Lufthansa Aims for Full Flight Plan After Longest-Ever Strike
Deutsche Lufthansa aims to return to almost normal operations on Saturday after the conclusion of the airline’s longest-ever strike in a protracted labor dispute that led to thousands of cancellations...
Deutsche Lufthansa aims to return to almost normal operations on Saturday after the conclusion of the airline’s longest-ever strike in a protracted labor dispute that led to thousands of cancellations.
The airline dropped more than 900 connections on Friday, bringing the total number of flights canceled during the week-long walkout by flights attendants to 4,700. The UFO cabin crew union is planning a rally Friday in Frankfurt and has said that it may call additional strikes to press management into accepting its demands in the labor dispute.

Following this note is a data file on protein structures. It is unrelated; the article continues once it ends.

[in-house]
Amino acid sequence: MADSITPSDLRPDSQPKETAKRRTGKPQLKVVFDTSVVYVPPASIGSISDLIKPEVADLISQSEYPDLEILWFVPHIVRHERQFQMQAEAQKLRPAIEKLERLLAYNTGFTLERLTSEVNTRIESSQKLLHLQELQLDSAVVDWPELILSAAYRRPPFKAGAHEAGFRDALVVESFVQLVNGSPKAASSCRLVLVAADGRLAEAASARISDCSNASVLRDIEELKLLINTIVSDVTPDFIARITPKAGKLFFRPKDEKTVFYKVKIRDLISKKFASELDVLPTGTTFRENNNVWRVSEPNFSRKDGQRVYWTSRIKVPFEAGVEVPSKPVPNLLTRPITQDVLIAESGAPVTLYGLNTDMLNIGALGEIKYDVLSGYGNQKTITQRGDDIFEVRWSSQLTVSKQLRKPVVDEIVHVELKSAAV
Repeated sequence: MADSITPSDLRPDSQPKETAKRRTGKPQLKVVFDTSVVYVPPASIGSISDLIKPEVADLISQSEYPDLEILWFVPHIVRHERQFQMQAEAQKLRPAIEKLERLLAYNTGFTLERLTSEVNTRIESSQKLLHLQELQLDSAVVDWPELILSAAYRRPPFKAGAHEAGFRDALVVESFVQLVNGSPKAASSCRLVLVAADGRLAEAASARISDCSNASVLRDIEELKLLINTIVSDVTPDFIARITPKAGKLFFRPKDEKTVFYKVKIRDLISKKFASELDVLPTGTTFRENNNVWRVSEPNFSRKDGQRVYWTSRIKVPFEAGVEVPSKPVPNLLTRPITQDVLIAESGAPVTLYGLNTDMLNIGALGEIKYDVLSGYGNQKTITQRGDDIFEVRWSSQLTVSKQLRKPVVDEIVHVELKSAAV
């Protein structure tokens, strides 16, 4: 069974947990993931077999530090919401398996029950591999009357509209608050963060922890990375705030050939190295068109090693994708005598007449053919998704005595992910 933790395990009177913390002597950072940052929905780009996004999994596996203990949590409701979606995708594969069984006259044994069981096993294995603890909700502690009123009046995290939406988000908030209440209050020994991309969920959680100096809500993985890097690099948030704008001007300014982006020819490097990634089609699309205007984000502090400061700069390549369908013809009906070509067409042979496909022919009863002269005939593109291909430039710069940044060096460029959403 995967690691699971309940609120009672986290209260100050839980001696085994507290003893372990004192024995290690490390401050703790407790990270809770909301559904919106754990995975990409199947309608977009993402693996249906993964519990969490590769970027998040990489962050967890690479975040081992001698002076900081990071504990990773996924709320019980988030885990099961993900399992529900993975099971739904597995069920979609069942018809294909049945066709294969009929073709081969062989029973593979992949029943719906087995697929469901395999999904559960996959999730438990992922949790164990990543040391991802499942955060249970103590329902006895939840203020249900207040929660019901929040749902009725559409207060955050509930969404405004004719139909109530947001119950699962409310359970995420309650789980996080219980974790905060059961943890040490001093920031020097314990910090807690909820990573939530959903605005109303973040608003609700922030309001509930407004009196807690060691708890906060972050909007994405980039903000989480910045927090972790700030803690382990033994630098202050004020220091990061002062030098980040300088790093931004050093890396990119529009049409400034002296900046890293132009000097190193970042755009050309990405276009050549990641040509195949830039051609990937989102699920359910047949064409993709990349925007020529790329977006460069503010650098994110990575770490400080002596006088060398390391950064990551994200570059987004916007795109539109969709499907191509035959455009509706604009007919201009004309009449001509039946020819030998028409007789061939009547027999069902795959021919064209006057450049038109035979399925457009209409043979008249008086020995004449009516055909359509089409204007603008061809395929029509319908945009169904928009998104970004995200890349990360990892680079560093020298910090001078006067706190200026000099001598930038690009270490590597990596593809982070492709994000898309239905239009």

Flight attendants and pilots are fighting Chief Executive Officer Carsten Spohr’s efforts to overhaul Lufthansa and develop the Eurowings division into a low-cost arm to compete with rivals such as Ryanair and EasyJet. Spohr has stuck with that strategy even as mainline brand employees have resisted, viewing the potential gains as being worth the immediate hit. Kepler Cheuvreux estimates the financial impact of the current cabin crew strikes at about €100 million. The airline said the walkouts impacted flights for 550,000 customers.
“Lufthansa would like to sincerely apologise again to all customers who have been affected,” the airline said in a statement. “The company has done its utmost to keep the effects on its customers as low as possible.”
Lufthansa’s latest offer to UFO included a one-time payment of 3,000 euros per employee and acceptance of the union’s demands on early retirements, but only for current workers. The carrier also said it will scale back flights, a proposal that UFO called a “provocation.”
News by Bloomberg, edited by Hospitality Ireland